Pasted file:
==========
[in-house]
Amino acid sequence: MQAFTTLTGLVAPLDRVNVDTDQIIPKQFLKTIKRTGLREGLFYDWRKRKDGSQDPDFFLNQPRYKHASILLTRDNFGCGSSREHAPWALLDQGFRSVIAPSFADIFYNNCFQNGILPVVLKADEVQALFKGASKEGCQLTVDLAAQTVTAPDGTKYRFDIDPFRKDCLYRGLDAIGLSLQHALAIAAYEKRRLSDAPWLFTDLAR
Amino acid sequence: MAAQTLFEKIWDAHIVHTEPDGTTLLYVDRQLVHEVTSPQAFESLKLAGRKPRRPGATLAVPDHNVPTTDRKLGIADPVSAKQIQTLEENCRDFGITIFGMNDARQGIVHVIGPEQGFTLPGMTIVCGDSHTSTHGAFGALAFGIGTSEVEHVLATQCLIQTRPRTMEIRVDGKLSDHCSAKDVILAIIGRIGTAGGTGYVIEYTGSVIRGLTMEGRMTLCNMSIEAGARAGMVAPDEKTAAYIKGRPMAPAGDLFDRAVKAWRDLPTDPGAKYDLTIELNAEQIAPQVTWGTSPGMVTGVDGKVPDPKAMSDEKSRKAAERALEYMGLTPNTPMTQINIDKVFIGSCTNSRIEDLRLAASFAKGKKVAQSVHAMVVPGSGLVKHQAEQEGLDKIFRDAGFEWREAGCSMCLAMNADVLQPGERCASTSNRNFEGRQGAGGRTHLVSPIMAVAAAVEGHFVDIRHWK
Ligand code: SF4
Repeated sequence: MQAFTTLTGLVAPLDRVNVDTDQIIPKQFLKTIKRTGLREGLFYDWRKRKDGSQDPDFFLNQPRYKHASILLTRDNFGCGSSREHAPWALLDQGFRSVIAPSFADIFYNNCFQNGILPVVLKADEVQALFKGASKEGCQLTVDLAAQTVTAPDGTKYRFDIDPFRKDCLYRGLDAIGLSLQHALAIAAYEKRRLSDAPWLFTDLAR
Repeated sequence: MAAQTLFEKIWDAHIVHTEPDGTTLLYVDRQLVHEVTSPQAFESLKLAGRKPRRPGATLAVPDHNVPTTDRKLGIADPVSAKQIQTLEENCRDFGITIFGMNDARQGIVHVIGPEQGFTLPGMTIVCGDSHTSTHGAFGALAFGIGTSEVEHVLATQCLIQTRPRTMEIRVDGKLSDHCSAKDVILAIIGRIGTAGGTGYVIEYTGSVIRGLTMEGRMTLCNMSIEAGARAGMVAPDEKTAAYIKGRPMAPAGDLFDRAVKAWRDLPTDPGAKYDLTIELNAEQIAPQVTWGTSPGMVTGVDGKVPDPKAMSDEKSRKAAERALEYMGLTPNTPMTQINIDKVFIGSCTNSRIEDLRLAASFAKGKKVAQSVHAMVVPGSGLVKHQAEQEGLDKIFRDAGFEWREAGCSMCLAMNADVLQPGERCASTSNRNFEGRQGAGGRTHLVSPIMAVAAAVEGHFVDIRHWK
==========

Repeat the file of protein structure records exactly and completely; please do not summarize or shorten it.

[in-house]
Amino acid sequence: MQAFTTLTGLVAPLDRVNVDTDQIIPKQFLKTIKRTGLREGLFYDWRKRKDGSQDPDFFLNQPRYKHASILLTRDNFGCGSSREHAPWALLDQGFRSVIAPSFADIFYNNCFQNGILPVVLKADEVQALFKGASKEGCQLTVDLAAQTVTAPDGTKYRFDIDPFRKDCLYRGLDAIGLSLQHALAIAAYEKRRLSDAPWLFTDLAR
Amino acid sequence: MAAQTLFEKIWDAHIVHTEPDGTTLLYVDRQLVHEVTSPQAFESLKLAGRKPRRPGATLAVPDHNVPTTDRKLGIADPVSAKQIQTLEENCRDFGITIFGMNDARQGIVHVIGPEQGFTLPGMTIVCGDSHTSTHGAFGALAFGIGTSEVEHVLATQCLIQTRPRTMEIRVDGKLSDHCSAKDVILAIIGRIGTAGGTGYVIEYTGSVIRGLTMEGRMTLCNMSIEAGARAGMVAPDEKTAAYIKGRPMAPAGDLFDRAVKAWRDLPTDPGAKYDLTIELNAEQIAPQVTWGTSPGMVTGVDGKVPDPKAMSDEKSRKAAERALEYMGLTPNTPMTQINIDKVFIGSCTNSRIEDLRLAASFAKGKKVAQSVHAMVVPGSGLVKHQAEQEGLDKIFRDAGFEWREAGCSMCLAMNADVLQPGERCASTSNRNFEGRQGAGGRTHLVSPIMAVAAAVEGHFVDIRHWK
Ligand code: SF4
Repeated sequence: MQAFTTLTGLVAPLDRVNVDTDQIIPKQFLKTIKRTGLREGLFYDWRKRKDGSQDPDFFLNQPRYKHASILLTRDNFGCGSSREHAPWALLDQGFRSVIAPSFADIFYNNCFQNGILPVVLKADEVQALFKGASKEGCQLTVDLAAQTVTAPDGTKYRFDIDPFRKDCLYRGLDAIGLSLQHALAIAAYEKRRLSDAPWLFTDLAR
Repeated sequence: MAAQTLFEKIWDAHIVHTEPDGTTLLYVDRQLVHEVTSPQAFESLKLAGRKPRRPGATLAVPDHNVPTTDRKLGIADPVSAKQIQTLEENCRDFGITIFGMNDARQGIVHVIGPEQGFTLPGMTIVCGDSHTSTHGAFGALAFGIGTSEVEHVLATQCLIQTRPRTMEIRVDGKLSDHCSAKDVILAIIGRIGTAGGTGYVIEYTGSVIRGLTMEGRMTLCNMSIEAGARAGMVAPDEKTAAYIKGRPMAPAGDLFDRAVKAWRDLPTDPGAKYDLTIELNAEQIAPQVTWGTSPGMVTGVDGKVPDPKAMSDEKSRKAAERALEYMGLTPNTPMTQINIDKVFIGSCTNSRIEDLRLAASFAKGKKVAQSVHAMVVPGSGLVKHQAEQEGLDKIFRDAGFEWREAGCSMCLAMNADVLQPGERCASTSNRNFEGRQGAGGRTHLVSPIMAVAAAVEGHFVDIRHWK